Nvidia announces hardware with Tegra X1 socs for self-driving cars

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Nvidia has announced that it will launch its Drive PX development hardware, which houses two Tegra X1 sockets, in May. Car manufacturers have to pay 10,000 dollars, or 9441 euros, for the hardware. Drive PX is intended for the construction of self-driving cars.

At CES in January, Nvidia briefly showed the Drive PX hardware, but the company announced at its GPU Technology Conference that the development hardware will be on the market in two months for $10,000. Nvidia CEO Jen-Hsun Huang said Drive PX is up to 3,000 times faster than Dave, a platform for the development of self-driving cars developed by Darpa, the research institute of the US Department of Defense.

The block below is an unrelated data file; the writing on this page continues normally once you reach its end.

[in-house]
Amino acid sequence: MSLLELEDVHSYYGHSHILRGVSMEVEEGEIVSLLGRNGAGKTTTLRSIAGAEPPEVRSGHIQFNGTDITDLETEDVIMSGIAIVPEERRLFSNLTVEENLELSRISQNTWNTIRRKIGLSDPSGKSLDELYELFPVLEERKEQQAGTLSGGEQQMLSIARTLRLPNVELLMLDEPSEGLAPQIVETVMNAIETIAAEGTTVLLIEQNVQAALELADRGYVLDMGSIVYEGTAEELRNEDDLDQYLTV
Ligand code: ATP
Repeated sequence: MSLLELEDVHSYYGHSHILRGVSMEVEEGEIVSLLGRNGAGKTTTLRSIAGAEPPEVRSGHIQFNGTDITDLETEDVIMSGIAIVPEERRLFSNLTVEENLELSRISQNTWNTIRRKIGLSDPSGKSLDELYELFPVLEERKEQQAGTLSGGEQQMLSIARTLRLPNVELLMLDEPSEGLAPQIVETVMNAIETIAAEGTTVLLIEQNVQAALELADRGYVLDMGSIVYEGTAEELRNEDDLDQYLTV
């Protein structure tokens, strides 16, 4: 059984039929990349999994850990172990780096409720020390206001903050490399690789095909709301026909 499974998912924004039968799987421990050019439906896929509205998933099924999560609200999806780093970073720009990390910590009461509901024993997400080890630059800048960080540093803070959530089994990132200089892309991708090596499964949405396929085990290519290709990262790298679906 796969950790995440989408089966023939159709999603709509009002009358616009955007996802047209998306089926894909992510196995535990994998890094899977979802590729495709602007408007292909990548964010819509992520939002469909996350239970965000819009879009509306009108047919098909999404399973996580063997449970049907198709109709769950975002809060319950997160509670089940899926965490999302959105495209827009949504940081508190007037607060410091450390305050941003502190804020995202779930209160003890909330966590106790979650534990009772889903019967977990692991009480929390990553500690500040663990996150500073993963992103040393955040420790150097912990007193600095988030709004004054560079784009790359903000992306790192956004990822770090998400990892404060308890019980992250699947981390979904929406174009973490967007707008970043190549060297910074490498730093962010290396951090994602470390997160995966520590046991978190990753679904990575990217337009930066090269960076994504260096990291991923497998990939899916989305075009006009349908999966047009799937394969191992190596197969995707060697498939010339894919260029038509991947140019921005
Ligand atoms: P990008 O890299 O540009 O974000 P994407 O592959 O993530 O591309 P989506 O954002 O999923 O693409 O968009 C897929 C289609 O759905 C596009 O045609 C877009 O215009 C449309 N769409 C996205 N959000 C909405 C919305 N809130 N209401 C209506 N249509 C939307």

According to Nvidia, the Drive PX platform can be ‘trained’ through over-the-air updates. The two Tegra X1 socs could provide computing power of up to 2.3 teraflops, enough to simultaneously process images from twelve cameras and sensors, and allow a vehicle to drive autonomously.

Nvidia uses deep learning technology in Drive PX via the so-called Digits SDK. This software uses the GPUs of the Tegra X1 socs for image processing, among other things. Digits could let the software ‘see’ the immediate environment of an autonomous vehicle, so that other algorithms can make decisions based on this information.

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